Pop culture obsessives writing for the pop culture obsessed.
Pop culture obsessives writing for the pop culture obsessed.
Illustration for article titled Actor starts podcast to figure out why, exactly, Tom Hanks fired him from iBand Of Brothers/i
Photo: Al Pereira (Getty Images)

Any kind of work in the arts is a minefield of rejection. For the most part, it rolls off the back as an expected part of the job. In some cases, though, losing an opportunity sticks in the mind and refuses to leave. Dead Eyes, a podcast from comedian and actor Connor Ratliff, all about getting hired—and fired—for a role in Tom Hanks and Steven Spielberg’s Band Of Brothers, is the chronicle of exactly this kind of rejection.


The show’s first episode was initially hosted on Earwolf Presents back in July, which you can listen to by clicking here. In it, Ratliff talks about getting hired as an American soldier—a small part that would have given him a credit in Band Of Brothers’ fifth episode, “Crossroads” (which Hanks directed) and possibly the series finale.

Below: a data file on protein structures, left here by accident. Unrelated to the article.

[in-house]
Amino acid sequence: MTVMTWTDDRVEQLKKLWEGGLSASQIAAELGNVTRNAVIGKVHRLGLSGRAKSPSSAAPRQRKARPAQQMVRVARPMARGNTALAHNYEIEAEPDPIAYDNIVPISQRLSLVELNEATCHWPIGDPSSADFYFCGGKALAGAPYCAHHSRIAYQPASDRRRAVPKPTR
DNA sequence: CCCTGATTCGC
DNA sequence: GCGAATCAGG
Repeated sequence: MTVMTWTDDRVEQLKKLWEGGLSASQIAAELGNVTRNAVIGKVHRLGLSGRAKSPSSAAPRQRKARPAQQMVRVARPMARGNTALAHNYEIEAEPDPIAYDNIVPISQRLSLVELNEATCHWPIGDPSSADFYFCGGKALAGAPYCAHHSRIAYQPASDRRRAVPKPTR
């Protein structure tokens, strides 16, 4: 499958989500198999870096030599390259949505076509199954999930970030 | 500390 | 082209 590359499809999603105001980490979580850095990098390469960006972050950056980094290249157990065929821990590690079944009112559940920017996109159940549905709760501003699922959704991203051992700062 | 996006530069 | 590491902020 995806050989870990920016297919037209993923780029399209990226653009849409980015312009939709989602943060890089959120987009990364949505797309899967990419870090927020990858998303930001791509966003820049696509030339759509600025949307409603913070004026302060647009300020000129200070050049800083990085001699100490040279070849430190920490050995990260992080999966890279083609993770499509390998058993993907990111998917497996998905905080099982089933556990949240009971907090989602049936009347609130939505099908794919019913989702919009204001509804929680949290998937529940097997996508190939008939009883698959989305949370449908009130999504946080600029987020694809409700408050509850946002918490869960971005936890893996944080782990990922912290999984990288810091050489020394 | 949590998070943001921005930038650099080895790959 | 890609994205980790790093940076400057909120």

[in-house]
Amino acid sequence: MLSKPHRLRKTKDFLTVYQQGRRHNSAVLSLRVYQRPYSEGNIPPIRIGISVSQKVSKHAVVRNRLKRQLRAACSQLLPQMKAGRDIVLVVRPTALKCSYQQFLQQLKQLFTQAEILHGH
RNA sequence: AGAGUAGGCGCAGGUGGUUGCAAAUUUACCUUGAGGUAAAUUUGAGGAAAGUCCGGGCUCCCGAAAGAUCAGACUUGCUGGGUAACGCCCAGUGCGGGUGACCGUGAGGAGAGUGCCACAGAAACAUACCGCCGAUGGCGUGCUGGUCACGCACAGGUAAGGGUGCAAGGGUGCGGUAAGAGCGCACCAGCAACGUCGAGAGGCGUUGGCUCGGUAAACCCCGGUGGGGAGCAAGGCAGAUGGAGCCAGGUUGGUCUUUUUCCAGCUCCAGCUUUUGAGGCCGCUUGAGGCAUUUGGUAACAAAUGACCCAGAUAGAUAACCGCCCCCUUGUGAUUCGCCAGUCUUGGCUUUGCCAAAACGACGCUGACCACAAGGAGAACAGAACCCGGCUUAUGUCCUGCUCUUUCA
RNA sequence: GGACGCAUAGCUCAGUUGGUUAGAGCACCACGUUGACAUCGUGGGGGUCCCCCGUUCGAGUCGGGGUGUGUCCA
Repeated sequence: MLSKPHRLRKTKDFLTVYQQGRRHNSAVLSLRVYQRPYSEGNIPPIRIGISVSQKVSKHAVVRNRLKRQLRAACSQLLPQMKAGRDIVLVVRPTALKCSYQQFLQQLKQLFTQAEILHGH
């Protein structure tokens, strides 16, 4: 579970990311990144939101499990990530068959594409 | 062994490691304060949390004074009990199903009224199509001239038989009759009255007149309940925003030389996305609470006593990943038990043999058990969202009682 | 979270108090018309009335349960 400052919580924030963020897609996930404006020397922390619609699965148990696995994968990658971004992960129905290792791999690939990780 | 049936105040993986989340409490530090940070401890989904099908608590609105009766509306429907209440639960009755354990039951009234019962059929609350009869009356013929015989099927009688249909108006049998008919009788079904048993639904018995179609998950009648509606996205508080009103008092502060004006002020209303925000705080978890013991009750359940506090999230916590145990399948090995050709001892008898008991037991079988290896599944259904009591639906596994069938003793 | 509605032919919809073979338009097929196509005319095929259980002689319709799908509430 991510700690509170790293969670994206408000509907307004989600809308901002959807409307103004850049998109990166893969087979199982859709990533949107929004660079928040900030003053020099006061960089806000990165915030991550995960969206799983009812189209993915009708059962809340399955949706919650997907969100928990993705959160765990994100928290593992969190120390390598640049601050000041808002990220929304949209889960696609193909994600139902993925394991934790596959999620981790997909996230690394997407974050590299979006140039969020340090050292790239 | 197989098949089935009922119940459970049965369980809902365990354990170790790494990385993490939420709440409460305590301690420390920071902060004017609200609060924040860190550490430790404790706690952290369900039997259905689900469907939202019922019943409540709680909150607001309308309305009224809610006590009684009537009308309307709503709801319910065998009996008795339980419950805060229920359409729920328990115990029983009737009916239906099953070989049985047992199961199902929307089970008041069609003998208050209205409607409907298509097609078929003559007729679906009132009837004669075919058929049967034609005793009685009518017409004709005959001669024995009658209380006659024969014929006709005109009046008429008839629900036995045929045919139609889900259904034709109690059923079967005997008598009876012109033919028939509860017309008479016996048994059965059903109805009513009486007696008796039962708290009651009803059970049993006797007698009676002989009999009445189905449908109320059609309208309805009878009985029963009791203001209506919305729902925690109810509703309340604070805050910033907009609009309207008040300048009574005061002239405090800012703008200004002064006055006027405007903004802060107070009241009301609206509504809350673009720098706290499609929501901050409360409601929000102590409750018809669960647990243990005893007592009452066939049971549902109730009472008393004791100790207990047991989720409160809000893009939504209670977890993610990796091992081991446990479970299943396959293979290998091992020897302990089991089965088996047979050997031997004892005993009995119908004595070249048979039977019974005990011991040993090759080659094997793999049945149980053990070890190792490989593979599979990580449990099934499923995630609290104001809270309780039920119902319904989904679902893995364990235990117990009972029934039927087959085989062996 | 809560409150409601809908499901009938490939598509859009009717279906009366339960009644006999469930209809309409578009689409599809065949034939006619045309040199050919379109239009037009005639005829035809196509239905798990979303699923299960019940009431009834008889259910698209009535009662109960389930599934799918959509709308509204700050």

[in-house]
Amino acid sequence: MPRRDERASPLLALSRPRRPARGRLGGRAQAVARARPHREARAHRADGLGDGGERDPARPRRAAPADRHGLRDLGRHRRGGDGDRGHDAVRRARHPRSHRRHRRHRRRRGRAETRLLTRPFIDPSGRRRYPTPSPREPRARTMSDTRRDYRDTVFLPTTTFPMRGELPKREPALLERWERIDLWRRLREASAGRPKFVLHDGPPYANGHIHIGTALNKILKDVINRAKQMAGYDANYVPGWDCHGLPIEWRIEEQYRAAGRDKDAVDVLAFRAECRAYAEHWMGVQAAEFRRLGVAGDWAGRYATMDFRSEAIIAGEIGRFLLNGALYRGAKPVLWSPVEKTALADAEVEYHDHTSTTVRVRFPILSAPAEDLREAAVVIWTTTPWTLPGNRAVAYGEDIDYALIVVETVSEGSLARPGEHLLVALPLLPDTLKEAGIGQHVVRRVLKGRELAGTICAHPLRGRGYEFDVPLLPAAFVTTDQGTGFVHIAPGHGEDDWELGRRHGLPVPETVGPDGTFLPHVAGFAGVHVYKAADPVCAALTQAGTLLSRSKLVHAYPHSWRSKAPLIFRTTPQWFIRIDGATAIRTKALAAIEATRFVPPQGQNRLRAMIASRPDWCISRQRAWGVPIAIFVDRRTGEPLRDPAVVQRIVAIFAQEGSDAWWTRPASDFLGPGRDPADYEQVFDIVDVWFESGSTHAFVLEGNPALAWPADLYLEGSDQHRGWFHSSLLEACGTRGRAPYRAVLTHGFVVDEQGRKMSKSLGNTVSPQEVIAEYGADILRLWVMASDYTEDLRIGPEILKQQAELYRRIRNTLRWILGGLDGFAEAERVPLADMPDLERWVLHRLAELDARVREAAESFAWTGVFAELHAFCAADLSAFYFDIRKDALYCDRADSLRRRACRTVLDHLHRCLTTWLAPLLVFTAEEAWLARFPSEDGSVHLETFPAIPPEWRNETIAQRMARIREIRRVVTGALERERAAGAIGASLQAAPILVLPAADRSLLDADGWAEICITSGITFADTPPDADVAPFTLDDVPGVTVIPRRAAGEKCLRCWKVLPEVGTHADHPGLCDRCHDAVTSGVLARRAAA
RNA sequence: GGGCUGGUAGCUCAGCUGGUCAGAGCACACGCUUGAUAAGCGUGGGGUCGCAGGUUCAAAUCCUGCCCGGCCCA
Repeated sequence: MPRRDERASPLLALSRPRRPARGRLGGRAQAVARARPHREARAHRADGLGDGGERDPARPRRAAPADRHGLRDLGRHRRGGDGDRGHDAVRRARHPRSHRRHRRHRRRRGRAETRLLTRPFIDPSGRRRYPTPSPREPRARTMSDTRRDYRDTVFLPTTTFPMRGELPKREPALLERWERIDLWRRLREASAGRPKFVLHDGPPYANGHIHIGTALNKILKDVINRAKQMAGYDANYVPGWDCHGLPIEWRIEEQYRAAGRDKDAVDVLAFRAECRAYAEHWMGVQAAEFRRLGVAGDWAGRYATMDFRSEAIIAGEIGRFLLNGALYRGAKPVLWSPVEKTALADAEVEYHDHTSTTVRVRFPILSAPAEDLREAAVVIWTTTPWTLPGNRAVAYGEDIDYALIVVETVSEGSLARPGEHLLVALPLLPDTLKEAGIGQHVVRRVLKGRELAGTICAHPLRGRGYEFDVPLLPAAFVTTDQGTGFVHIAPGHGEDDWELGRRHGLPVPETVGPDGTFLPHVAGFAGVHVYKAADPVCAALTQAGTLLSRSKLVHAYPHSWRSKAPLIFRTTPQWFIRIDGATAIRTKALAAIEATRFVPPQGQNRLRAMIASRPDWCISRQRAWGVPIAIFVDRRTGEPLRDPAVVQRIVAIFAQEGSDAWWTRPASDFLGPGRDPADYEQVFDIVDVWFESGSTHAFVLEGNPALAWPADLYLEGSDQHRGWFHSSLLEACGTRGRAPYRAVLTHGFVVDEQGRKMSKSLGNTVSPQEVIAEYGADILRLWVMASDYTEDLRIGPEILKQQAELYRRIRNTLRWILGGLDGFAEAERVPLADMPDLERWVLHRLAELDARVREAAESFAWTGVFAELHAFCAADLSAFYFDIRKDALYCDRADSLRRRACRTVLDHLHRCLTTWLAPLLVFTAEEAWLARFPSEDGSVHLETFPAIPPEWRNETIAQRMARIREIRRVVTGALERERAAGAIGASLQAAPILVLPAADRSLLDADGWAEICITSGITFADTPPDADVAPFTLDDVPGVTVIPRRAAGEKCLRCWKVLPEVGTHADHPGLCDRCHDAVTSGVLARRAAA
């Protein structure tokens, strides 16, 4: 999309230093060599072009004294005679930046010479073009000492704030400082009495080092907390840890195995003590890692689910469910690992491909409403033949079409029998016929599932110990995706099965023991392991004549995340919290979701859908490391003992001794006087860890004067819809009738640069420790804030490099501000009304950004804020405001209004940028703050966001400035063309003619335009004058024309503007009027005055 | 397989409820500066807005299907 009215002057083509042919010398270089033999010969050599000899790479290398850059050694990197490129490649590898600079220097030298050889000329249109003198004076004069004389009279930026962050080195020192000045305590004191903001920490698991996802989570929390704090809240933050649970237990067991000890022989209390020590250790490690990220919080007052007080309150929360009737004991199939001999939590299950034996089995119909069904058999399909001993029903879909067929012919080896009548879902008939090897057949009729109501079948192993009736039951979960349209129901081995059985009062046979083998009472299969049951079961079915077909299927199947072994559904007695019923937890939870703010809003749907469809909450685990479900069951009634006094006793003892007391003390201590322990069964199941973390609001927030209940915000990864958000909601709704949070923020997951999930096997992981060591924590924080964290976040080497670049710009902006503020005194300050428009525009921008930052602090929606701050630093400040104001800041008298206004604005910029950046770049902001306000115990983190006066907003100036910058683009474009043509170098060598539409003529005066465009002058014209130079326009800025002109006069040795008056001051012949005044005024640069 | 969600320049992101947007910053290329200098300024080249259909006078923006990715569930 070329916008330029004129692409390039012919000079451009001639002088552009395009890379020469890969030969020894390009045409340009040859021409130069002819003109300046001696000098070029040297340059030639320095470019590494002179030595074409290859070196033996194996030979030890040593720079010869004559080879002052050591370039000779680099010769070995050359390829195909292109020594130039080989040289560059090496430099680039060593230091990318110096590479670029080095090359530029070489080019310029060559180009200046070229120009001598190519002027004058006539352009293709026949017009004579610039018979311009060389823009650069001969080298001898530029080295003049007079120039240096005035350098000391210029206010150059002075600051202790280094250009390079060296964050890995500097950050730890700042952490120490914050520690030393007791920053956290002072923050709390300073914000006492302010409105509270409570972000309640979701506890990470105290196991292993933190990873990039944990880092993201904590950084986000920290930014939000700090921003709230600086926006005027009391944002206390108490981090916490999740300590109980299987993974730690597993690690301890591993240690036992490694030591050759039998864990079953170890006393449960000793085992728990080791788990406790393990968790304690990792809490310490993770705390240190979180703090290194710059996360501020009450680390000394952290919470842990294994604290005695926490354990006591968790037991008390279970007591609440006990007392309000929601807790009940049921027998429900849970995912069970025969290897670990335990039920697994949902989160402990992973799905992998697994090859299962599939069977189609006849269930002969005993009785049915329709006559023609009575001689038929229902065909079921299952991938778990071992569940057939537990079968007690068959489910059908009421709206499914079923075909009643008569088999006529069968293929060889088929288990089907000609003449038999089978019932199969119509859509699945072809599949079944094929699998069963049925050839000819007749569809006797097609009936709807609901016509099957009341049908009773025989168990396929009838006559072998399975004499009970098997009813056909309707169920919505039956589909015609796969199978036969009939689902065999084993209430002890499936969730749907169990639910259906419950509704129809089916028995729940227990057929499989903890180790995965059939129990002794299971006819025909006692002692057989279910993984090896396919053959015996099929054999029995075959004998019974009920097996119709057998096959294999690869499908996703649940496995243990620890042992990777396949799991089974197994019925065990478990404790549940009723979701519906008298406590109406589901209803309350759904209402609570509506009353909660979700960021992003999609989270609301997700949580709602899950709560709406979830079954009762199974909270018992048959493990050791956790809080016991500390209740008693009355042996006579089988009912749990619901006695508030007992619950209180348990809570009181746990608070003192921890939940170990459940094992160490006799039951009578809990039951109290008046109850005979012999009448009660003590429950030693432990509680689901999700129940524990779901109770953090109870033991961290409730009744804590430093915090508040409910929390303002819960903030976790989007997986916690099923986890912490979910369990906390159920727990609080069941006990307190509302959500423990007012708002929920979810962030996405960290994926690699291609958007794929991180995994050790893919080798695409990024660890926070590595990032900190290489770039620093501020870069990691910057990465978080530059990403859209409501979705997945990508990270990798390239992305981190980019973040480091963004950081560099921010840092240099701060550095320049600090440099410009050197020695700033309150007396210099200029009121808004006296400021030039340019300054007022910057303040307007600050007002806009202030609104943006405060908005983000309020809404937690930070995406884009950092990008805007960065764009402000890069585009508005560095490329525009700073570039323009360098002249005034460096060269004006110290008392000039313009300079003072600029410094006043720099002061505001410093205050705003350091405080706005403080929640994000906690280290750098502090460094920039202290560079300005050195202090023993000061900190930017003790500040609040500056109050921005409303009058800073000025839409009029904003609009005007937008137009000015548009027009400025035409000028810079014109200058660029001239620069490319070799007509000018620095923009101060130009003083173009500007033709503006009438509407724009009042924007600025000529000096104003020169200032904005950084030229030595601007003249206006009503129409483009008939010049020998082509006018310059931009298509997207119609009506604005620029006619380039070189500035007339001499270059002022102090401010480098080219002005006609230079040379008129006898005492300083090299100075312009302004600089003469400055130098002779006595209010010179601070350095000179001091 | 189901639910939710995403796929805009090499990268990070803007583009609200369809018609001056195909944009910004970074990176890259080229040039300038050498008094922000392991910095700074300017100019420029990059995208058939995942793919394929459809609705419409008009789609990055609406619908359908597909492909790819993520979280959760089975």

Not longer after, however, Ratliff got a call that said Hanks was concerned about the decision. “He thinks you have dead eyes,” Ratliff remembers hearing. With a little help from guests D’Arcy Carden (The Good Place), Zach Woods (Silicon Valley), and Jon Hamm (Mad Men, general Jon Hamm-dom) Ratliff describes returning to audition again only to eventually hear he was let go from the part, and discusses why this particular dismissal has haunted him for years.

If the first episode is any indication, the show goes far beyond the goofiness of the premise to examine the toll that career setbacks take on those who suffer them, which is a subject way more universal than the set-up suggests.

Dead Eyes debuts on January 23, but for now you can check out the show’s trailer on Spotify. And hey, if all goes well, maybe Ratliff’s podcast will put two decades of heartache to bed by helping him land a part (even as a dead-eyed corpse) in Hanks and Spielberg’s next World War II mini-series, Masters Of The Air.


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Contributor, The A.V. Club. Reid's a writer and editor who has appeared at GQ, Playboy, and Paste. He also co-created and writes for videogame sites Bullet Points Monthly and Digital Love Child.

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